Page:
45; Cottonwood county, 50; Jackson
county, 55; Rock county, 40; Pipestone
county, 39; Lyon county, 12; Renville
county, 46; Chippewa county 40
But little rain has fallen during the
tveek.and the weather has been very
nice for harvesting. "The temperatures
although averaging warmer than usual
have included a wide range, the week
beginning very warm and closing suf
ficiently cool to occasion light frosts
without, however, doing any damage
of consequence. Some more grain has
been lodged over limited areas and a
little damaged by hail In Marshall
county, but on the whole the Impair
ment has been very small. The cutting
of barley and wheat will be mostly
finished this week. Oats are ripening
slowly, but are otherwise In fine con"
dition. Potatoes are thriving. Pastur
age in spots is beginning to be thin
anu stock need to be helped. The corn
crop m this section has advanced rap
idly but is still too far behind in the
northern counties to give much prom
ise of making more than fodder. The
maximum temperature ranged between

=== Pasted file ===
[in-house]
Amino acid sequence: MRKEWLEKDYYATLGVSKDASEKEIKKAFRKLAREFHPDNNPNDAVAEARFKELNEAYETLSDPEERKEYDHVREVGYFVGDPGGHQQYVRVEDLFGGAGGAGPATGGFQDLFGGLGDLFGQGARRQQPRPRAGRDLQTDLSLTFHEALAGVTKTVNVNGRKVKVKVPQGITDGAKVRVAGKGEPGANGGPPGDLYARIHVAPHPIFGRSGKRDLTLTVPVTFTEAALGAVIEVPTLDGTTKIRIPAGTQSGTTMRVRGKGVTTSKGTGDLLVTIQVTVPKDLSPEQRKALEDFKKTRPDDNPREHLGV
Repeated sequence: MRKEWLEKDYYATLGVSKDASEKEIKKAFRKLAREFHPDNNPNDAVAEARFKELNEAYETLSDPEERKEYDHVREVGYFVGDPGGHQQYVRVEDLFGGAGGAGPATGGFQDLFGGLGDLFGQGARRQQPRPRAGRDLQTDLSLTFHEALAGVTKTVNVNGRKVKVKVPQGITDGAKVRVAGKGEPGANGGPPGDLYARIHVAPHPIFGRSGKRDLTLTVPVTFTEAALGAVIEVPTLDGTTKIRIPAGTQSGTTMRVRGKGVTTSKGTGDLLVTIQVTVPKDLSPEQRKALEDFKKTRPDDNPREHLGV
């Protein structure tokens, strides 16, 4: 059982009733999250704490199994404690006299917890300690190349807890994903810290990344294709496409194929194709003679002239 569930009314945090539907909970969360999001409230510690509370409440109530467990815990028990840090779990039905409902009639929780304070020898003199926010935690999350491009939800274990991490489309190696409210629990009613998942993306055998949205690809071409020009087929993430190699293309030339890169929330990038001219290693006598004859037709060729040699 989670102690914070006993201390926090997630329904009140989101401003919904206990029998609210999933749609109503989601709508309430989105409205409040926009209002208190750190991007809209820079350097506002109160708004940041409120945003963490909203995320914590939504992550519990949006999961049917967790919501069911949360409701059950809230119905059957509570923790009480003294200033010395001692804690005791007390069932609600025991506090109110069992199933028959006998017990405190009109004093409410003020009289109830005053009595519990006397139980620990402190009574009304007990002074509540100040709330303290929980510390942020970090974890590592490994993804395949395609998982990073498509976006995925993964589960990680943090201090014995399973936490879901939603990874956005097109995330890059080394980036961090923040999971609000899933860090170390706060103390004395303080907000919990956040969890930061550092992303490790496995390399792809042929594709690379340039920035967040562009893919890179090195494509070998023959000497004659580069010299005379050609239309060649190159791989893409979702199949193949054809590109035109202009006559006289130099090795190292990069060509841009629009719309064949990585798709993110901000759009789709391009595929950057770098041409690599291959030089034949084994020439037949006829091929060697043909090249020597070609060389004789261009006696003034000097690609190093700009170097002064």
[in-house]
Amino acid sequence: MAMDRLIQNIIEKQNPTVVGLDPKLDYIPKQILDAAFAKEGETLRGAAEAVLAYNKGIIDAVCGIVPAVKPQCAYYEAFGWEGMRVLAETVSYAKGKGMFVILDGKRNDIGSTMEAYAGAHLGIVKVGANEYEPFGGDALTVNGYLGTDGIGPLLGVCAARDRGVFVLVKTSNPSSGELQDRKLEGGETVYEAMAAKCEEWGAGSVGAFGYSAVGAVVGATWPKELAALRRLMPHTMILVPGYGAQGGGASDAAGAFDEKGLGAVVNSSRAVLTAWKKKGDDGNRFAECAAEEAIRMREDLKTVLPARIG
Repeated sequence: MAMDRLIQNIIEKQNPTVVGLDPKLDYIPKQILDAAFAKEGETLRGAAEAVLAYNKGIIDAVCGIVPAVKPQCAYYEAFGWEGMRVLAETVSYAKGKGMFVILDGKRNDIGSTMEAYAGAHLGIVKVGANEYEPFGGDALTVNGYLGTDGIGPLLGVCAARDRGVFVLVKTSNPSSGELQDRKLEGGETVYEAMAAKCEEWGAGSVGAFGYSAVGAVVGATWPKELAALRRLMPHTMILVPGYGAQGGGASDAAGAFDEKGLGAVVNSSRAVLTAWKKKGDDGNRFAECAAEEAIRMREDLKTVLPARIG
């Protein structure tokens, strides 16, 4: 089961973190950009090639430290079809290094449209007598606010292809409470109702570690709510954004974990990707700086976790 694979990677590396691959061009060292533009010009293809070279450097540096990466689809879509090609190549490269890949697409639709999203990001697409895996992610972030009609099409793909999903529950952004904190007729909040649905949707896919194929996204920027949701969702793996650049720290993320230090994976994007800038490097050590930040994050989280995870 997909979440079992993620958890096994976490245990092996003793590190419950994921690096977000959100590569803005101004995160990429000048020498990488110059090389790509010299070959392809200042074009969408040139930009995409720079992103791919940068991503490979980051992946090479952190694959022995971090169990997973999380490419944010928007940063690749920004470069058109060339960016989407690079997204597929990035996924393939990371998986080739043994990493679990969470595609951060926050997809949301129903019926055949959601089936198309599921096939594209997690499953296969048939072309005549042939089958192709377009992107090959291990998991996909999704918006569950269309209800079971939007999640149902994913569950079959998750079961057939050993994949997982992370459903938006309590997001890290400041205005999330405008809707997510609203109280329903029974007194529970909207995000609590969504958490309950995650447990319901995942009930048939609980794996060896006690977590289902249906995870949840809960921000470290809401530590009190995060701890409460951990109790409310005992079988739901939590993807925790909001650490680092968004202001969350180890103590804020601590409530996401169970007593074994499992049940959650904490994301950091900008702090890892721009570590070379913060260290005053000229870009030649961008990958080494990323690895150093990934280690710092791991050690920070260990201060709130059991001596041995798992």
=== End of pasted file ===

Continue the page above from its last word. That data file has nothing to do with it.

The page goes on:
-0 "-eg aim 90 deg. and the minimum be
tween 38 deg and 6! de--*.
Tuesday and Friday were unseason
ably warm, but the week closed with
cooler than usual weather. Light
frosts occurred in a few exposed places
on the nights of the 14th and 15th, with
out doing any harm. A heavy thunder
storm passed across the central por
tion of the state Friday afternoon.
Some hail resulted and in the eastern
part of Wright, the extreme northern
portion of Hennepin and in a portion
of Anoka counties, late crops, over
a narrow strip, were ruined. Else
where the rains were highly beneficial
Corn has advanced rapidly during the
week, but it will take until nearly the
middle of next month before It will
all be out of the v. ay of Injury by
The cutting of small grain, except
flax, Is practically completed and
stacking is well advanced. Potatoes
and garden truck continue doing nicely.
Some hay is yet being harvested east
of the Mississippi river. More rain
would help pastures and facilitate fall
The miximum temperature ranged
between 72 deg. and OS deg. and the
minimum between 42 deg. and 66 deg.
It is still too dry over scattered but
limited areas in this section. The need
of rain is urgent in Houston county,
- where corn, potatoes and pasturage'are
said to be suffering. A good* shower
visited most localities on Friday aft
noon, and although it delayed stacking
a day or two and some damage oc
curred by high winds, lightning and
hail, during its passage, it was highly
beneficial. The temperature extremes
were very great, ranging between hot
winds on Friday to a light frost in a